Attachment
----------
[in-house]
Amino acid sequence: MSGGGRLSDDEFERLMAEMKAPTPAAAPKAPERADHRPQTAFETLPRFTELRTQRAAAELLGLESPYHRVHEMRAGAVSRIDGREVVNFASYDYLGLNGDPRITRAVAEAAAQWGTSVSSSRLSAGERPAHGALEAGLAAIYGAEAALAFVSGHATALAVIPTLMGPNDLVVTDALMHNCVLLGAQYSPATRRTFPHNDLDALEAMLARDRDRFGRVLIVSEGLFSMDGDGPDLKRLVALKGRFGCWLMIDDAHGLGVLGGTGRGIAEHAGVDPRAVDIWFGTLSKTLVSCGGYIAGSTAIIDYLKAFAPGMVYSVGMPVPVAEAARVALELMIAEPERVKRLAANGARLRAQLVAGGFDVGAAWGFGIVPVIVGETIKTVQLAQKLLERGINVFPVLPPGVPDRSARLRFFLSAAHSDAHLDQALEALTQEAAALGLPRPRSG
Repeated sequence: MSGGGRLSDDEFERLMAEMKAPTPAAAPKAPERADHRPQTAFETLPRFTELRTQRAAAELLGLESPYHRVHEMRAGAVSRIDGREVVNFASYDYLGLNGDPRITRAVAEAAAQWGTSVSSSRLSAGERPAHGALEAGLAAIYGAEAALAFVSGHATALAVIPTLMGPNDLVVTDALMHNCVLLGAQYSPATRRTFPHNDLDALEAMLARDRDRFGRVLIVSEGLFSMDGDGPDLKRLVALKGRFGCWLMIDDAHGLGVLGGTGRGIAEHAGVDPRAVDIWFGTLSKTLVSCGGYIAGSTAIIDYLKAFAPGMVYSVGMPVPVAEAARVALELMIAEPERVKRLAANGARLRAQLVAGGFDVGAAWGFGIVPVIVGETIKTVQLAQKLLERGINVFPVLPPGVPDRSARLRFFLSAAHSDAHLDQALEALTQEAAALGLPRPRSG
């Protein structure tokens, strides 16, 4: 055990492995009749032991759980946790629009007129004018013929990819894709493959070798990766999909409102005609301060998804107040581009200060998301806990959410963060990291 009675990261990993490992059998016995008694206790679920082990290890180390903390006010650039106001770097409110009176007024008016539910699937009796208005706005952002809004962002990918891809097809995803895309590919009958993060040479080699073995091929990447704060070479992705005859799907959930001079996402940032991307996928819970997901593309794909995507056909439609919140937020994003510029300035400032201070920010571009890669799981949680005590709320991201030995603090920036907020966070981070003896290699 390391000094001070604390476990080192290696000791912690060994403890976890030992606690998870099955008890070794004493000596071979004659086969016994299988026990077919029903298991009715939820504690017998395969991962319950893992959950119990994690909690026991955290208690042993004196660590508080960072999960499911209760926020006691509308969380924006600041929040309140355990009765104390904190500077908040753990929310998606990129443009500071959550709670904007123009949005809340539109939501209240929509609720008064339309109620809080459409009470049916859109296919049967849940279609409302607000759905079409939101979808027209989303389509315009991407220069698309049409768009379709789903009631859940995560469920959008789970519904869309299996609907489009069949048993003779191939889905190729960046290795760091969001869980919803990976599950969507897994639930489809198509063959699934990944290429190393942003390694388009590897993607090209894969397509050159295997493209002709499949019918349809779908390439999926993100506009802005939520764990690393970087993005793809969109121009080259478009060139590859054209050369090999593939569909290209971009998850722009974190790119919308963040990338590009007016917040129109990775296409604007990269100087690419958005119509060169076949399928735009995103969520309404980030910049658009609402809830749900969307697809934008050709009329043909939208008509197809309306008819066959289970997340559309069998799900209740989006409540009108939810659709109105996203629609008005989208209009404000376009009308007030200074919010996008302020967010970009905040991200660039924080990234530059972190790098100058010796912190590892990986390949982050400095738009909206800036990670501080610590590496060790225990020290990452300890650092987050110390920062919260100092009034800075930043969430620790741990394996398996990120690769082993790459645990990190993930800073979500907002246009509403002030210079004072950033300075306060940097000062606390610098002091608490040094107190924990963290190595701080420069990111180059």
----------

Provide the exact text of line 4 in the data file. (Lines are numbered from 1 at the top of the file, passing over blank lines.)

């Protein structure tokens, strides 16, 4: 055990492995009749032991759980946790629009007129004018013929990819894709493959070798990766999909409102005609301060998804107040581009200060998301806990959410963060990291 009675990261990993490992059998016995008694206790679920082990290890180390903390006010650039106001770097409110009176007024008016539910699937009796208005706005952002809004962002990918891809097809995803895309590919009958993060040479080699073995091929990447704060070479992705005859799907959930001079996402940032991307996928819970997901593309794909995507056909439609919140937020994003510029300035400032201070920010571009890669799981949680005590709320991201030995603090920036907020966070981070003896290699 390391000094001070604390476990080192290696000791912690060994403890976890030992606690998870099955008890070794004493000596071979004659086969016994299988026990077919029903298991009715939820504690017998395969991962319950893992959950119990994690909690026991955290208690042993004196660590508080960072999960499911209760926020006691509308969380924006600041929040309140355990009765104390904190500077908040753990929310998606990129443009500071959550709670904007123009949005809340539109939501209240929509609720008064339309109620809080459409009470049916859109296919049967849940279609409302607000759905079409939101979808027209989303389509315009991407220069698309049409768009379709789903009631859940995560469920959008789970519904869309299996609907489009069949048993003779191939889905190729960046290795760091969001869980919803990976599950969507897994639930489809198509063959699934990944290429190393942003390694388009590897993607090209894969397509050159295997493209002709499949019918349809779908390439999926993100506009802005939520764990690393970087993005793809969109121009080259478009060139590859054209050369090999593939569909290209971009998850722009974190790119919308963040990338590009007016917040129109990775296409604007990269100087690419958005119509060169076949399928735009995103969520309404980030910049658009609402809830749900969307697809934008050709009329043909939208008509197809309306008819066959289970997340559309069998799900209740989006409540009108939810659709109105996203629609008005989208209009404000376009009308007030200074919010996008302020967010970009905040991200660039924080990234530059972190790098100058010796912190590892990986390949982050400095738009909206800036990670501080610590590496060790225990020290990452300890650092987050110390920062919260100092009034800075930043969430620790741990394996398996990120690769082993790459645990990190993930800073979500907002246009509403002030210079004072950033300075306060940097000062606390610098002091608490040094107190924990963290190595701080420069990111180059």